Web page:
Customs Act [IV of 1969]

Sections 2(s), 9 and 10―The prosecution was not successful in proving its case by producing evidence that there was prohibition or restriction in bringing into Bangladesh the seized cigarettes. Abdul Hamid vs State 40 DLR 477.

Sections 2(s) and 156(8)—Meaning of the word “Smuggle” occurring in section 2(s) of the Customs Act (IV of 1969). In section 156(8) the word ‘Smuggle’ has not been defined. Therefore, it is necessary for us to see what is meant by smuggle. According to section 2(s) of the Customs Act the word “Smuggle’ means to bring into or take out of Bangladesh, in breach of any prohibition of restriction of customs-duties or taxes leviable thereon. Abdul Hamid vs State 40 DLR 477.

Sections 19 & 30—The difference in facts would not make any difference in the application of the principle which is based on interpretation of sections 19 and 30 of the Customs Act. Collector of Customs, Chittagong vs Ahmed Hossain 48 DLR (AD) 119.

Section 156(8)—The learned Additional Sessions Judge was competent to take cognizance of the offence. Trial was not vitiated for want of jurisdiction. Abdul Hamid vs State 40 DLR 477.

Section 156(8)—Confiscation of goods— When conviction of the accused was set aside, no part of the sentence could be maintained—High Court Division was not therefore justified in upholding the order of confiscation of the seized goods which was passed as a part of the punishment for an offence under the Customs Act. Sompong vs State 45 DLR (AD) 110.

Section 156(8)—By Article 98 of the Law Reforms Ordinance No. 49 of 1978 the entries relating to offences against other law appearing in Schedule II of the Code of Criminal Procedure were substituted. The Magistrate is to try the offence. Abdul Hamidvs State 40 DLR 477.

Section 156(8)—The Magistrate is vested with jurisdiction to take cognizance of the offence under section 156(8) of the Customs Act. Abdul Hamid vs State 40 DLR 477.

Section 156(8)—read with Special Powers Act [XIV of 1974] Section 25B(1)—Mere admission of certain facts by PW 6 which went in favour or the defence cannot be a ground to disbelieve the said witness. Mere getting of something more favourable to defence case in the cross-examination in addition to what the defence got during the examination-in-chief cannot be a ground to disbelieve the evidence of a witness who was not declared hostile by the prosecution. The evidence of PW 1 regarding the recovery of 31 pieces of gold bars from the bag of the accused appellant, in the facts and circumstances of the case, is very much doubtful. MM Rafiqul Hyder vs State 41 DLR 274.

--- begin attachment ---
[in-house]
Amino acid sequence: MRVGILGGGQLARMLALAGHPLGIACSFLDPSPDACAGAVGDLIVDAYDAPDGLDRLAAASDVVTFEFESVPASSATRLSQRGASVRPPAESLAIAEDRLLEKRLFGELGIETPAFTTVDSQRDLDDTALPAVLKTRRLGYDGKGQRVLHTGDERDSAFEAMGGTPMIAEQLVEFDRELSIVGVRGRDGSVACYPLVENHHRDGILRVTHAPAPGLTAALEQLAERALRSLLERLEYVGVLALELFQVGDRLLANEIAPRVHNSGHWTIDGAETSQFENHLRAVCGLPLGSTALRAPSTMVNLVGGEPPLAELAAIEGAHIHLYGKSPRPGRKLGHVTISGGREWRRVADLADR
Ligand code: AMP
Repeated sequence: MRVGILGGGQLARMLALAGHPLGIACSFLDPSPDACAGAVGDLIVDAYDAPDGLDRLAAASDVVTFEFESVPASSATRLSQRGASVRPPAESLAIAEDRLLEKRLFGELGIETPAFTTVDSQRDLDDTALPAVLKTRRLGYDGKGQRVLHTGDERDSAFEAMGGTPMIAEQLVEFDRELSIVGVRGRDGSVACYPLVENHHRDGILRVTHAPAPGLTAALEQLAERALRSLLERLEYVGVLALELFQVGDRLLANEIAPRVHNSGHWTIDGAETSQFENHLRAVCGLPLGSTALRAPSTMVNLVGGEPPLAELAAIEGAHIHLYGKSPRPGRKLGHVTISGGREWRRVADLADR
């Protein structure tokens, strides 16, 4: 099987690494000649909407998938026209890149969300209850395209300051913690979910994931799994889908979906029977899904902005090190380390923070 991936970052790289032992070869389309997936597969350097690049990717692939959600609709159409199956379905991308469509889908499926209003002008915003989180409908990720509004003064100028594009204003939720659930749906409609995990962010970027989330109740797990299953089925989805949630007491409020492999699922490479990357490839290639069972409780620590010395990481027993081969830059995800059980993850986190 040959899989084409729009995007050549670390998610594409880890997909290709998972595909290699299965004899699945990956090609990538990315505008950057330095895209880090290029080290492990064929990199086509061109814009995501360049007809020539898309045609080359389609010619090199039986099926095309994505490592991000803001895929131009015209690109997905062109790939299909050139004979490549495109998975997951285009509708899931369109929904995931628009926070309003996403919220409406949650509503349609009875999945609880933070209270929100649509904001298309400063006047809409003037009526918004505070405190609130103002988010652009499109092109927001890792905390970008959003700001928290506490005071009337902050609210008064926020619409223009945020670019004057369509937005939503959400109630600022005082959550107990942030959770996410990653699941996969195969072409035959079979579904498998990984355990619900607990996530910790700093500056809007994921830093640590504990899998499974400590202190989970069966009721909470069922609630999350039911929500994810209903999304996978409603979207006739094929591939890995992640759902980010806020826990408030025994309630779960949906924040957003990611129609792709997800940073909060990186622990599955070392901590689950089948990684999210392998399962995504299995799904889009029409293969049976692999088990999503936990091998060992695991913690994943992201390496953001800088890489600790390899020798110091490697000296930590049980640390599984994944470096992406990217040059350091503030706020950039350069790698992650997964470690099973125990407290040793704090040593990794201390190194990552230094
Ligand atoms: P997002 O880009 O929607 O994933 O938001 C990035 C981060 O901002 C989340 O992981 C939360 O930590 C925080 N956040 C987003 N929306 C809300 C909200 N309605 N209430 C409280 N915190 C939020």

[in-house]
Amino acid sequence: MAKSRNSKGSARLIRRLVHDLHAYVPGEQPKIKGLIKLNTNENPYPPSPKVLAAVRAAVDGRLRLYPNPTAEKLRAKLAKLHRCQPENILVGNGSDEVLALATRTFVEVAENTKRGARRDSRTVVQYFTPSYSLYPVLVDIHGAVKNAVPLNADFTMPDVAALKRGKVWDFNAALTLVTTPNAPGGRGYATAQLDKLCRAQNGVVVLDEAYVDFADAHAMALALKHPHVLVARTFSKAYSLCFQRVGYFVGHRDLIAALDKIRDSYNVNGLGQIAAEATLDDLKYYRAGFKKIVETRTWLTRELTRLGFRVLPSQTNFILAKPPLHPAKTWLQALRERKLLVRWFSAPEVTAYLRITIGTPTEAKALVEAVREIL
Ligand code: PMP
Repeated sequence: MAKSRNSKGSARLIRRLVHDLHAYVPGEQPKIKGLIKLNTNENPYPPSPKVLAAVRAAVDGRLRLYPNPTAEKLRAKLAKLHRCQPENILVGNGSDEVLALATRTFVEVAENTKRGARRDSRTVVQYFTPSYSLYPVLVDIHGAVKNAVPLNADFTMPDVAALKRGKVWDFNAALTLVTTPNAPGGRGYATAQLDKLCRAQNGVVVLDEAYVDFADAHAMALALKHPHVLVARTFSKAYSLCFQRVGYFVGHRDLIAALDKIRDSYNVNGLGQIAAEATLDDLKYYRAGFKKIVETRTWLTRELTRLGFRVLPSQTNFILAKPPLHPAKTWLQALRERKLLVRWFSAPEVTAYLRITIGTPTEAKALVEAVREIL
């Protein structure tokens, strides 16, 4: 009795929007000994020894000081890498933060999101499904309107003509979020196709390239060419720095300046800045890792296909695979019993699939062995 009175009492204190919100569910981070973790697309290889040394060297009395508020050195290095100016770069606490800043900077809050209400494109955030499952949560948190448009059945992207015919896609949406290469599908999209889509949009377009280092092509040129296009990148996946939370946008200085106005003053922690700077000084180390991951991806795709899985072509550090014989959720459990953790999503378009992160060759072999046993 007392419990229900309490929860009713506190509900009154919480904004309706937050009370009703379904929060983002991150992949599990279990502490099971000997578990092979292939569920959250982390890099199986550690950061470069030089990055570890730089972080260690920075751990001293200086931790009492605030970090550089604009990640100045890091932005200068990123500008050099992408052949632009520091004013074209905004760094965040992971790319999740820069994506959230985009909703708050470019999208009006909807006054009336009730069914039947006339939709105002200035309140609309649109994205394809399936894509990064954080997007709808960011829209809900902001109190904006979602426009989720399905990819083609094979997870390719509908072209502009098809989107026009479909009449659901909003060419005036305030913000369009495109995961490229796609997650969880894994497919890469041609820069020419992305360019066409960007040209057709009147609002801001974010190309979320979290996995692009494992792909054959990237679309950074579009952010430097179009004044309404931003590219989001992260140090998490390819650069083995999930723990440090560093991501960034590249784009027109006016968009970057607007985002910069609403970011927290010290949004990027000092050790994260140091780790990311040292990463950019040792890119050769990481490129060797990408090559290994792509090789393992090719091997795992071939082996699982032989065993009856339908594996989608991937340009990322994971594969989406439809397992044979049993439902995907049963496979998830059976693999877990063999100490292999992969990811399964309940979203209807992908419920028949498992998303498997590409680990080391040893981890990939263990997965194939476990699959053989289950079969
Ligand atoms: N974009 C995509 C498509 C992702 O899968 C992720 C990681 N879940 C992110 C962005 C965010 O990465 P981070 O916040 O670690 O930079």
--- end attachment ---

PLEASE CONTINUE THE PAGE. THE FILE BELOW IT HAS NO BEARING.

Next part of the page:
Section 156(8)—Offence punishable under section 156(8) of the Customs Act being a nonscheduled offence under section 26 of the Special Powers Act (XIV of 1974) is not triable under the Special Powers Act—Trial for both the schedule & non-scheduled offences by the Special Tribunal constituted under the Special Powers Act is illegal. MM Rafiqul Hyder vs State 41 DLR 274.

Section 156(8) clause 89—Onus—In a criminal case the onus is always on the prosecution to prove that the offence was committed by the accused. But clause (89) of sub-section (8) of section 156 is an exception to the rule. Clause 89 casts a duty on the accused to offer a lawful excuse with regard to the indictment brought against them. Amir Ali vs State 43 DLR 564.

Section 156(1)(8)—Cognizance—Scheduled and non-scheduled offences—When the very taking of cognizance of an offence, the framing of accusation and the trial upon charges of both scheduled and non-scheduled offences together suffered from complete lack of jurisdiction, this could not at all be considered to be a mere defect in the framing of charges which by aid of section 537 of the CrPC can be cured if prejudice is not caused to the accused. A mere defect in framing of charge by the Court having jurisdiction is one thing while framing of charge without having any jurisdiction is a completely different thing. Mozammel Huq vs State 43 DLR 614.